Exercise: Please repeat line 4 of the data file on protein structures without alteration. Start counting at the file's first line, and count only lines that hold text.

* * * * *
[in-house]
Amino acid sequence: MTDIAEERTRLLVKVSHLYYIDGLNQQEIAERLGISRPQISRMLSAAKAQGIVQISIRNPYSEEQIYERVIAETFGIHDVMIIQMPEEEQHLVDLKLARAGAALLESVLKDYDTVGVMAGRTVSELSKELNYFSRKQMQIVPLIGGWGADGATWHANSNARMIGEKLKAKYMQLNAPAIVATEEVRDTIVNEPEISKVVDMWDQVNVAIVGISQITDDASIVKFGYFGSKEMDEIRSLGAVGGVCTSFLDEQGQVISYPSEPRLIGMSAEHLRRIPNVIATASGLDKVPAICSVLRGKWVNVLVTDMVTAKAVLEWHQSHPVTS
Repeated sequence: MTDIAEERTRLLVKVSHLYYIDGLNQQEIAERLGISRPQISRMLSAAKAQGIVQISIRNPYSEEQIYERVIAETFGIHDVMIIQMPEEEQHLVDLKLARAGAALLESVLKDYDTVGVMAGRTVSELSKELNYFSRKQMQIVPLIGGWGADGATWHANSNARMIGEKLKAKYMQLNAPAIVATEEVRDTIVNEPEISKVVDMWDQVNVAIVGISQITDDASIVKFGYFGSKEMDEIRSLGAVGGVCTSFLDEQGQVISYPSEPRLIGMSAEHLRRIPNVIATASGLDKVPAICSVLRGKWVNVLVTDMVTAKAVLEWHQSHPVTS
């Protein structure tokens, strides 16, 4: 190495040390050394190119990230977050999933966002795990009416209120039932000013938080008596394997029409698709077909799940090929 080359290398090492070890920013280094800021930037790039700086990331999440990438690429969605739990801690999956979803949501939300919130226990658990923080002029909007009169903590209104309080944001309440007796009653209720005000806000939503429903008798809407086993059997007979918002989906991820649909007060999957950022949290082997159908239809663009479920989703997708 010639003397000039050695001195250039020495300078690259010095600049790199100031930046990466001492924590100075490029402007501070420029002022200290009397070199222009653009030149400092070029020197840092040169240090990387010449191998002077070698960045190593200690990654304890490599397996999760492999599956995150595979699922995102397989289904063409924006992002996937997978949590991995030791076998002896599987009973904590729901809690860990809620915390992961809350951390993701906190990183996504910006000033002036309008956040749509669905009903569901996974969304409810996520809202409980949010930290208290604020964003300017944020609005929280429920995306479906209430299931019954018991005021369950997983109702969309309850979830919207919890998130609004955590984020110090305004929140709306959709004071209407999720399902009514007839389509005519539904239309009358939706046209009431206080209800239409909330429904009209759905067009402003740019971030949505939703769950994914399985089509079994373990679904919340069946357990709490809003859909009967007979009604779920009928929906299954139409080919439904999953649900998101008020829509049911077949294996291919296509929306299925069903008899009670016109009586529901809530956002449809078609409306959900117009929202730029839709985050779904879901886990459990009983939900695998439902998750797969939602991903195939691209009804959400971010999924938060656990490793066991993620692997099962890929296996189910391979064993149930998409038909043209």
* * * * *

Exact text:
């Protein structure tokens, strides 16, 4: 190495040390050394190119990230977050999933966002795990009416209120039932000013938080008596394997029409698709077909799940090929 080359290398090492070890920013280094800021930037790039700086990331999440990438690429969605739990801690999956979803949501939300919130226990658990923080002029909007009169903590209104309080944001309440007796009653209720005000806000939503429903008798809407086993059997007979918002989906991820649909007060999957950022949290082997159908239809663009479920989703997708 010639003397000039050695001195250039020495300078690259010095600049790199100031930046990466001492924590100075490029402007501070420029002022200290009397070199222009653009030149400092070029020197840092040169240090990387010449191998002077070698960045190593200690990654304890490599397996999760492999599956995150595979699922995102397989289904063409924006992002996937997978949590991995030791076998002896599987009973904590729901809690860990809620915390992961809350951390993701906190990183996504910006000033002036309008956040749509669905009903569901996974969304409810996520809202409980949010930290208290604020964003300017944020609005929280429920995306479906209430299931019954018991005021369950997983109702969309309850979830919207919890998130609004955590984020110090305004929140709306959709004071209407999720399902009514007839389509005519539904239309009358939706046209009431206080209800239409909330429904009209759905067009402003740019971030949505939703769950994914399985089509079994373990679904919340069946357990709490809003859909009967007979009604779920009928929906299954139409080919439904999953649900998101008020829509049911077949294996291919296509929306299925069903008899009670016109009586529901809530956002449809078609409306959900117009929202730029839709985050779904879901886990459990009983939900695998439902998750797969939602991903195939691209009804959400971010999924938060656990490793066991993620692997099962890929296996189910391979064993149930998409038909043209």